This is exactly why punishment is the wrong route to go down to ensure children learn from their mistakes. It does not repair relationships; it only makes them worse as children are put in isolation to ‘think about what they’ve done’. While punishment will help them understand the immorality of their actions, it will not make children feel listened to and logically the same event will happen again because the child’s relationship in question has not improved. Restorative Practice must break the repetitive cycle of punishment as “punishment has a compounding effect on children who are already dealing with multiple stress and trauma in their lives (Thorsborne and Blood, n.d.)”.

That being said, repairing relationships to avoid more conflict will be futile if some cool-off time is not given – this could be seen by the child as reflective time, a form of punishment as they may be missing out on an activity. Only when the child is ready can the teacher sit down and listen to the child, be impartial and propose solutions to satisfy both parties.

Restorative Practice will do a world of good to all children – especially children who might be used to the routine of punishment in their home life. It will help to maintain stable and postive relationships between all school members of staff and the children so a good classroom ethos will be maintained.

What Makes a Good Science Lesson

Science is an integral part of the curriculum and gives children the opportunity to learn valuable and transferable life skills.  Science lessons have the ability to blow minds, but also the ability to go horribly wrong.  It is important that we consider what does make a good a science lesson, in order for us to to ensure that we deliver high quality science which help pupils “develop their interest in, and understanding of, the living, material and physical world.” (Education Scotland, no date, p.1).  We use our knowledge of science daily, to make predictions, analyse and evaluate.  It is important for children to actively recognise when they are applying their science skills in real life situations, in order to build science capital.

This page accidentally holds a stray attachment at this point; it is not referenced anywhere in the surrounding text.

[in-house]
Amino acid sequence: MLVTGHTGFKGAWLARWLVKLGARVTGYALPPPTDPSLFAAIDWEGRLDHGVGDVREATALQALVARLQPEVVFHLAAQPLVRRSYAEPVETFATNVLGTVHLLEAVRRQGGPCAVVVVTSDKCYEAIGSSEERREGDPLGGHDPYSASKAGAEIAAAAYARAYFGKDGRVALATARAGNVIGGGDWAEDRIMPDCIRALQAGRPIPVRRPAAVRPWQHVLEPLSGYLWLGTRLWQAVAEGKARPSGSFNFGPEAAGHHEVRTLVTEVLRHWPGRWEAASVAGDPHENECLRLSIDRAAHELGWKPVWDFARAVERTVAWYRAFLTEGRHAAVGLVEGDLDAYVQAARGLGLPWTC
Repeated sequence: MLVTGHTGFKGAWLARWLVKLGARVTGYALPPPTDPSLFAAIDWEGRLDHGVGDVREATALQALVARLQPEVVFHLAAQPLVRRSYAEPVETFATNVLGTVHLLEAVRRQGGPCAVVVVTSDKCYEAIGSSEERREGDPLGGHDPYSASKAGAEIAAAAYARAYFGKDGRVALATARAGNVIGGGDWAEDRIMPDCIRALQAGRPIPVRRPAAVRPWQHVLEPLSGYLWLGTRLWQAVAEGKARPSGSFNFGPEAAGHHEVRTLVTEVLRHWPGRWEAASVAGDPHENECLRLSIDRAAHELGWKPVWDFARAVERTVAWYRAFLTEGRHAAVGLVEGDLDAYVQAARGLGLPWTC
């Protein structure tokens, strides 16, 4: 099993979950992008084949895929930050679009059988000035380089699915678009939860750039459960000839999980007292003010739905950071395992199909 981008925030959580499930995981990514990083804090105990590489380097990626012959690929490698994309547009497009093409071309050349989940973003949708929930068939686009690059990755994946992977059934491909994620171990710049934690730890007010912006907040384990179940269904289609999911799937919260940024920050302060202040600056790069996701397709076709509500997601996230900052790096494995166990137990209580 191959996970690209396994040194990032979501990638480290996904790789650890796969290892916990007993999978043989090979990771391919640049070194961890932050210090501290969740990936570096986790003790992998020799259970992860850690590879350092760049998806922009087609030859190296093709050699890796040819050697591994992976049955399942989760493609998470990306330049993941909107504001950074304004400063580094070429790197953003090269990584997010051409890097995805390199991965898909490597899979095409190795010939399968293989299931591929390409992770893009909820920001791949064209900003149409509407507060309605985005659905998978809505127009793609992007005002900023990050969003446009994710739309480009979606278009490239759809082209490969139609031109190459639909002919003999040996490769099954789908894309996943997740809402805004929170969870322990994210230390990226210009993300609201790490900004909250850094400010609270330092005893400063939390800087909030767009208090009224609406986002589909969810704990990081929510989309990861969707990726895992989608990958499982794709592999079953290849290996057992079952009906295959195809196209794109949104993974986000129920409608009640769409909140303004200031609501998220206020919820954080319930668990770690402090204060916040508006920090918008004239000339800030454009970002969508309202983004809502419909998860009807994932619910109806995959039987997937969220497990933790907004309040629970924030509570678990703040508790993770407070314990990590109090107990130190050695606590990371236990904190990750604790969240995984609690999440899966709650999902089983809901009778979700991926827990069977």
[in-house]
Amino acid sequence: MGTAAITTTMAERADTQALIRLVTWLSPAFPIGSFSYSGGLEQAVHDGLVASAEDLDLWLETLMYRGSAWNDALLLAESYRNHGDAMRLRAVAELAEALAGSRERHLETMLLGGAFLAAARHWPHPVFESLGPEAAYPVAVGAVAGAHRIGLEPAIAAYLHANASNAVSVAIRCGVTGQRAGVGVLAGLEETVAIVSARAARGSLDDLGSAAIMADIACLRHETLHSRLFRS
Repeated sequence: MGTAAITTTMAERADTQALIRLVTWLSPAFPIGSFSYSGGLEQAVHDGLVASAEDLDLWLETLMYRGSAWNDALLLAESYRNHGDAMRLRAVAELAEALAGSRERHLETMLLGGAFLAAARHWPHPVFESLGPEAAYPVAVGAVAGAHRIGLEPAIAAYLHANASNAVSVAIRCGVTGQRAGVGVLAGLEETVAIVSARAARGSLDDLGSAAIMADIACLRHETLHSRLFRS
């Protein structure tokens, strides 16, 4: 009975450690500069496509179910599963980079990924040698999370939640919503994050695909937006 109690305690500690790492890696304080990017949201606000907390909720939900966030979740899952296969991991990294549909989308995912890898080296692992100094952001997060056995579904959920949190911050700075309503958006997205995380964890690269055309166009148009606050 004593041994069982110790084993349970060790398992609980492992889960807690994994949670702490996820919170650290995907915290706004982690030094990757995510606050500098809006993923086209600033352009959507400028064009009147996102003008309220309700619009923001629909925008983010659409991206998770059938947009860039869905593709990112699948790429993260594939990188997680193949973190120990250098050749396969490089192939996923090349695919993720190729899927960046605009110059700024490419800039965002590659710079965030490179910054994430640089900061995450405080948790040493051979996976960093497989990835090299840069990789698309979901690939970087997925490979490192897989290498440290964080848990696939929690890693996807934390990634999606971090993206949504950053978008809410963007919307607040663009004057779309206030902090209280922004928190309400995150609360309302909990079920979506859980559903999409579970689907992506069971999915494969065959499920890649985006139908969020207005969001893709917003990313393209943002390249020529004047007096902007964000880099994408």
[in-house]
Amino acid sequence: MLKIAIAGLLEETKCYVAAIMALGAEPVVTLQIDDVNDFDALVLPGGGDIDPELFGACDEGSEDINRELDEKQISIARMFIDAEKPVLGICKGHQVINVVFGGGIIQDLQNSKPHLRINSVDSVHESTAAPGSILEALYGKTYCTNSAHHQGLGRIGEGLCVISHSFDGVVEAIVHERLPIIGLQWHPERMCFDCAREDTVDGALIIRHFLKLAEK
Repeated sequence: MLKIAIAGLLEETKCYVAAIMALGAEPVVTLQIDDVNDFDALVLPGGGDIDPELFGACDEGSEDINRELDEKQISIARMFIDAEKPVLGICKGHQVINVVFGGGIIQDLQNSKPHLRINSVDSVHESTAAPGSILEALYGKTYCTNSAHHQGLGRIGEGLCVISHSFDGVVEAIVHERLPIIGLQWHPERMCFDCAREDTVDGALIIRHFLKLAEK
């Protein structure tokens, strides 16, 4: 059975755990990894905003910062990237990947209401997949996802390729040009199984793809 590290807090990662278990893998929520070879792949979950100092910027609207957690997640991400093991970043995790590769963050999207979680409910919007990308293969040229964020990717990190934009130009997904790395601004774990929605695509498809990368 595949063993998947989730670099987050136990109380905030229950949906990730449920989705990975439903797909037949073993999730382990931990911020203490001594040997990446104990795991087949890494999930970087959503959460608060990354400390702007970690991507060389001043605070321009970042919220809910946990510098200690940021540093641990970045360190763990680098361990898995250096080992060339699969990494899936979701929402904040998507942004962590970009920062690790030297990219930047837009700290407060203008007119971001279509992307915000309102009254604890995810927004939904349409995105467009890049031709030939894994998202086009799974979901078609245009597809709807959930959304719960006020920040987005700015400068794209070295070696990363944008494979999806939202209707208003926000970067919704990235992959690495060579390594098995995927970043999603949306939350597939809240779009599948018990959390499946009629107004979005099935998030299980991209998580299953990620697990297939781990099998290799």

Key features of a good science lesson:

  • Teachers being well prepared, enthusiastic and having a positive attitude towards science.
  • Having the pupils actively engaging in the lesson.
  • Teaching pupils relevant skills, as well as knowledge.
  • Having them in groups to discuss with their peers what they understand and what they don’t understand, so that they can explain to one another (constant formative assessment).
  • Learning in different ways: outdoors, trips to science centres etc… by learning in a real-life setting, they’re able to see the relevance of that subject in everyday life.
  • Developing science literacy to understand the basics, so that they can apply knowledge across a variety of areas.
  • Carrying out investigations so that there is a practical essence to their work.
  • Inclusion: providing good examples of science happening locally and of equal gender representation in science.
  • Building on individual’s science capital so that they develop a passion for science and continue it into the senior phase.
  • Working in groups to develop co-operation and communication.
  • Make pupils aware of the Learning Intentions and Success Criteria, so that children know the aim of the lesson and how to achieve it.
  • Use real world examples of science to make it relevant to pupils – how it relates to health and wellbeing, society and the environment.
  • Make science accessible to everyone, regardless of their gender, background or ability.
  • Children understand the impact that they can have on the world with the use of science
  • Demonstrate different aspects of science so children are aware of different careers they could pursue; biology, chemistry, physics, astronomy, engineering, etc.
  • The science lesson should be like a ‘story’ – children should not be taught isolated facts but comprehend how science is all linked together to form a ‘bigger picture’.


Education Scotland, “curriculum for excellence: sciences principles and practice”, (No date), Available at:, (accessed 01.02.19).

Education Scotland, “The Sciences 3-18″, (2013), Available at:, (accessed 01.02.19).

With thanks to Lucy Johnston and Lorna Whillans.